Rain don’t go away
  |  First Published: April 2012

Recent rains in the Rockhampton to Gladstone vicinity have turned the little local waterholes into land-locked fishing havens. If the rain continues we are likely to see some very healthy specimens on fishing report cards.

At this time of year the lagoons normally fire up at night, however all the recent rains have pushed barra, tarpon and even sooty grunter up to the surface chasing the swarms of insects. This means that at any time of the day the chances of fish on surface or shallow diver lures are fantastic. My most productive times have been between 2-5pm.

Yeppen Lagoon and Wool Wash Lagoon have been fishing well with fish responding mainly to surface lures, such as poppers, stickbaits and even unweighted plastics.

The key to productive surface fishing is to watch all the little clear spots in the weed. After a few short, sharp bloops in the clear patch you will have a fish on fairly soon after. Be patient, best results happen after the lure is blooped and left there for a half minute or so.

Surface lures that have tight actions, like the Sebile Splasher and R2S Bubble Pop, have been smashing the fish population. Shallow divers, like the Bomber Long A, Rapala X-Rap and Sebile Koolie Minnows have taken some decent fish just below the surface.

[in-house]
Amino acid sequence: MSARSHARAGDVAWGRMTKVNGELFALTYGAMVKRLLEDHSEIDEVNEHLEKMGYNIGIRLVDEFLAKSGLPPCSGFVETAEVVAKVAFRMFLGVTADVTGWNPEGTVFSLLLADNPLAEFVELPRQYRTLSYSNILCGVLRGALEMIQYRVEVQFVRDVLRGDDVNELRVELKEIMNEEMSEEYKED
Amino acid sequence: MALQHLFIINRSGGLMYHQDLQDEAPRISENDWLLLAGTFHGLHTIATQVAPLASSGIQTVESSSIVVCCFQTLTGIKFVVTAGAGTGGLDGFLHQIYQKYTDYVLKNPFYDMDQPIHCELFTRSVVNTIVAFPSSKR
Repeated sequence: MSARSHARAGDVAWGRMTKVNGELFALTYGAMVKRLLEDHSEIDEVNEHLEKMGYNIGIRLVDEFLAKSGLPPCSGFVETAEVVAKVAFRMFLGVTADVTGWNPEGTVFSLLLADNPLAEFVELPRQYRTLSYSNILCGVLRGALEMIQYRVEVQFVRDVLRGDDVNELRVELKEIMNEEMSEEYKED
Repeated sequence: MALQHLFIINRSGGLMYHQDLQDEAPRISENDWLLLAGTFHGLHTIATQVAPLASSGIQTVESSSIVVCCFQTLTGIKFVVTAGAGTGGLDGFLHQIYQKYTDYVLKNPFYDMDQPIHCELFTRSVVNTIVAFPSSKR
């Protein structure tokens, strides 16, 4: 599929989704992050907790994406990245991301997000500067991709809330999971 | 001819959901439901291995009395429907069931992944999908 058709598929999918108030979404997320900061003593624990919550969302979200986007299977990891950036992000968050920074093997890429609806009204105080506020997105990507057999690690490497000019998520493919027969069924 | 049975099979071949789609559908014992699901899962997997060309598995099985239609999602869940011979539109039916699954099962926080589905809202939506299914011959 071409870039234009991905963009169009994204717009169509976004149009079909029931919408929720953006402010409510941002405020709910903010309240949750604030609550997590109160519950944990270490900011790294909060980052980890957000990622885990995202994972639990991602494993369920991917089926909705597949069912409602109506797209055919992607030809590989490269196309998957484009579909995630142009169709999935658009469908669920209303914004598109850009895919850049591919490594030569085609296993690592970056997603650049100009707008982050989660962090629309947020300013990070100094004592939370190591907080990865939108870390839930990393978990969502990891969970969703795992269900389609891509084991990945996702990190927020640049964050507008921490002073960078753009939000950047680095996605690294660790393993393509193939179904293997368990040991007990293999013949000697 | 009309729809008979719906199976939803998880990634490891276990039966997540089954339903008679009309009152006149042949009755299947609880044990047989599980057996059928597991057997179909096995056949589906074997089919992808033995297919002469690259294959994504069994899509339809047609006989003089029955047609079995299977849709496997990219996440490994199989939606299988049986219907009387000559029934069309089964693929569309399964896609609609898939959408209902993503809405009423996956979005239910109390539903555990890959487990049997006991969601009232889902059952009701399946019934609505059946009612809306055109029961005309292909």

If you’re more of a hardcore bait fanatic, many species of perch have been caught on little surface lures around the Yeppen in the shallow waters among the lilies. A 4/0 hook through the back makes a top notch barra bait out of these little fish.

All the recent rain in the Fitzroy River has pushed the fish up into the Gavial and Casuarina creeks to escape the large volumes of fresh pouring out. These fish are somewhat shut down but 8cm brightly coloured minnows with a short diving bib seem to be doing the trick. Slowly roll the minnow back from a snag or use sharp short twitches with a little pause can get the fish stirred up and jumping onto the trebles.

Despite popular belief, Awoonga Dam is still fishing its full potential. All it takes is small adjustments to produce some fine specimens of barra and, further up the creek system, some saratoga.

Prawns have come back in large numbers in the saltwater creeks between Gladstone and Rockhampton. They are mainly being caught in nets at mudflats or rubble patches.

Next month it will be a lot easier to gather prawns and the crabs should be worth your effort, if the rain eases off.

Land-locked fisheries are expected to quieten down as the days get shorter and the temperature drops, but a decent effort will still see you landing the large specimens.

If the rains continue as predicted, bridges and water catchments, such as Roopes Bridge, will continue to see a hefty population of barra before they retreat to the deep pockets when the rain stops in the dry season.

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